• Magic! Lots of hooks ready for tinning
  • If the ring diameter is big enough you can insert pliers into the ring at the point where the two ends meet. Squeeze hard to make a flat edge. When you join the ring to your panel the flat part on your ring is easier to solder and it hides the place where the ends meet. Thanks to Gene Salvino for this tip.

2. Soldering The Hooks On

When you solder hooks to stained glass the hooks should always be soldered at a joint for strength. Never attach one on a beaded edge, as the weight of the glass will pull the foil off in time. Make sure you solder on a heat resistant surface.

  • You need to tin the hooks first to strengthen them and to stop corrosion.
hooks for stain glass
Cheap, recycled hooks for hanging stained glass
  • Flux the hook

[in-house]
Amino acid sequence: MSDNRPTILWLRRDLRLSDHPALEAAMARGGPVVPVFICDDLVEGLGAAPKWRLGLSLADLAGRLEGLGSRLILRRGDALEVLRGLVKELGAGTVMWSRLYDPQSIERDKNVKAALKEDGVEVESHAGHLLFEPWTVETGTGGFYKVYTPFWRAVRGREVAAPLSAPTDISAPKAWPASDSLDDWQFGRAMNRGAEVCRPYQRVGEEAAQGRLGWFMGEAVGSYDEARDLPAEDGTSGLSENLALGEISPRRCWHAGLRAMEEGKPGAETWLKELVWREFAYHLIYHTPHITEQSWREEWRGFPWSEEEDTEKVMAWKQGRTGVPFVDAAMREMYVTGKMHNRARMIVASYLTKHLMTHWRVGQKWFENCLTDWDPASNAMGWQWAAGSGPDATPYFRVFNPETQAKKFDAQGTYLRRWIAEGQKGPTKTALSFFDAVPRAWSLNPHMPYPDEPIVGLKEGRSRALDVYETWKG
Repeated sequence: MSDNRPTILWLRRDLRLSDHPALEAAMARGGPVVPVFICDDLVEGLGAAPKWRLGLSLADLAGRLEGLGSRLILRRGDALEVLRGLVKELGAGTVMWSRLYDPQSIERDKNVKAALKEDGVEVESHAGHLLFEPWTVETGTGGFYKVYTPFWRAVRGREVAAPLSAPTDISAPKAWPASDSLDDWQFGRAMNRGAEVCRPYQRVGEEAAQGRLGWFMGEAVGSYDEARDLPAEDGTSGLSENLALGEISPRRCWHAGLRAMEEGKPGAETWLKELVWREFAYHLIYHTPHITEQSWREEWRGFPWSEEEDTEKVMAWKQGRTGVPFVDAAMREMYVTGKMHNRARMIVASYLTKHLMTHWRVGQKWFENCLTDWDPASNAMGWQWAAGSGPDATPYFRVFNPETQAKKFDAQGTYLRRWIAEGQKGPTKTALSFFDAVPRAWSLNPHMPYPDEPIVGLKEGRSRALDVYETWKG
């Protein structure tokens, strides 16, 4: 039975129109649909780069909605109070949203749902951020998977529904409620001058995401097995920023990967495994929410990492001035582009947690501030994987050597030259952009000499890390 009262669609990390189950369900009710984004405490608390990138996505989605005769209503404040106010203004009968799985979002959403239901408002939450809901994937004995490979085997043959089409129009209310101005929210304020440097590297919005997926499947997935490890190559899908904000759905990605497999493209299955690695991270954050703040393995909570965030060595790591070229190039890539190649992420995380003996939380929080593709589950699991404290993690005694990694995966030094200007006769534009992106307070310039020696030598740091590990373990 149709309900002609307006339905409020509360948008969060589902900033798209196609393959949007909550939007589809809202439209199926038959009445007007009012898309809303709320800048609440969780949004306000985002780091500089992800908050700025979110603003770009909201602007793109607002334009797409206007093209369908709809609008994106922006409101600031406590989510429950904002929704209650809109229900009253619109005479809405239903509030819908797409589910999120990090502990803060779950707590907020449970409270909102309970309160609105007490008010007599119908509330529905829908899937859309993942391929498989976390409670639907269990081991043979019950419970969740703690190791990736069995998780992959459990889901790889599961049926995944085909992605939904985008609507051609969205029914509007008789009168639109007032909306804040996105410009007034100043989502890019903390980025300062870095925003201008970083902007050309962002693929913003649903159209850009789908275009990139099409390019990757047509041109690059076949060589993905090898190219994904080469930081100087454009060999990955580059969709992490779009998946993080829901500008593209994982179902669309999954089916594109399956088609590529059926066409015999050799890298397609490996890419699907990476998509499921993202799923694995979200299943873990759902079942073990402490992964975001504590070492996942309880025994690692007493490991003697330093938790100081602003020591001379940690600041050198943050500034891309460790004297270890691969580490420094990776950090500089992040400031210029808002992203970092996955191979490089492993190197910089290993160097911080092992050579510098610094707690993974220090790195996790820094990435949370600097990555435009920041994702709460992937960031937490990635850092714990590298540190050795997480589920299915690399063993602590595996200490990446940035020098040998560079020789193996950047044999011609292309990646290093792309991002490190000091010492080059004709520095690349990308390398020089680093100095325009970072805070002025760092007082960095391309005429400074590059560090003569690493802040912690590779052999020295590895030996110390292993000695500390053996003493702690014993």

• Hold the hook with the pliers, and smear solder on the front and back to cover all the copper
  • Now hang your sun catcher over the edge of your work bench
  • Flux the tinned hook and hold it where you want it attached. Make sure the open end of the hook is at the join (see photo, left below). The solder will close the ring and make it secure
solder hooks to stained glass
Attaching open end of hook to sun catcher
  • Solder hooks to stained glass by carefully melting a blob of stained glass solder where the ring meets the sun catcher
  • Hold the soldering iron over the solder to neaten it up
  • Turn the piece over and, if needed, use the iron to melt any solder that may have dripped to the other side
hook soldered to stained glass
Hook soldered to stained glass

3. Cleaning and Polishing

That’s it, you’re done! If it hasn’t turned out as neat as you’d like, let the solder cool before melting and having another go. Don’t re-do too often as the foil will start to come away from the glass.

Everything may look a bit messy at the moment, but that will soon change because now you’re ready for the final stage, Patina and Polish. You’ll soon end up with a sparkly finished panel to be proud of.

4. Hanging Your Panel Securely